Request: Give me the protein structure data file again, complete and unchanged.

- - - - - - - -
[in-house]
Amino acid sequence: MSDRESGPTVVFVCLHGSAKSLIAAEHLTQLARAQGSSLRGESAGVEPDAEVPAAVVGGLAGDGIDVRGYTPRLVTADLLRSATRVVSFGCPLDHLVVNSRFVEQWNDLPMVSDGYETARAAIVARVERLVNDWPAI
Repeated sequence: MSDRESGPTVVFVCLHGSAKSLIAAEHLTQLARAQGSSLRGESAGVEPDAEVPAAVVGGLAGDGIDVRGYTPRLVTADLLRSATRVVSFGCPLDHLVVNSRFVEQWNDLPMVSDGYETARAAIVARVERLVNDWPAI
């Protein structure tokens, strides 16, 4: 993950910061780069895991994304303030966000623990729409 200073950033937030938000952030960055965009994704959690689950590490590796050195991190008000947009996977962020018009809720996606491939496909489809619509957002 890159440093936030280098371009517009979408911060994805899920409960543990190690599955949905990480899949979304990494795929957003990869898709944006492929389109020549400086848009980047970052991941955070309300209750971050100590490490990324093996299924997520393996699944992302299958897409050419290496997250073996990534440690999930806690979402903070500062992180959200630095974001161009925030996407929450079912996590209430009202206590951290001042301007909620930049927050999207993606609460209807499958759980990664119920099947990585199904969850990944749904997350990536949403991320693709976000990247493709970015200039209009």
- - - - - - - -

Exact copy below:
[in-house]
Amino acid sequence: MSDRESGPTVVFVCLHGSAKSLIAAEHLTQLARAQGSSLRGESAGVEPDAEVPAAVVGGLAGDGIDVRGYTPRLVTADLLRSATRVVSFGCPLDHLVVNSRFVEQWNDLPMVSDGYETARAAIVARVERLVNDWPAI
Repeated sequence: MSDRESGPTVVFVCLHGSAKSLIAAEHLTQLARAQGSSLRGESAGVEPDAEVPAAVVGGLAGDGIDVRGYTPRLVTADLLRSATRVVSFGCPLDHLVVNSRFVEQWNDLPMVSDGYETARAAIVARVERLVNDWPAI
């Protein structure tokens, strides 16, 4: 993950910061780069895991994304303030966000623990729409 200073950033937030938000952030960055965009994704959690689950590490590796050195991190008000947009996977962020018009809720996606491939496909489809619509957002 890159440093936030280098371009517009979408911060994805899920409960543990190690599955949905990480899949979304990494795929957003990869898709944006492929389109020549400086848009980047970052991941955070309300209750971050100590490490990324093996299924997520393996699944992302299958897409050419290496997250073996990534440690999930806690979402903070500062992180959200630095974001161009925030996407929450079912996590209430009202206590951290001042301007909620930049927050999207993606609460209807499958759980990664119920099947990585199904969850990944749904997350990536949403991320693709976000990247493709970015200039209009």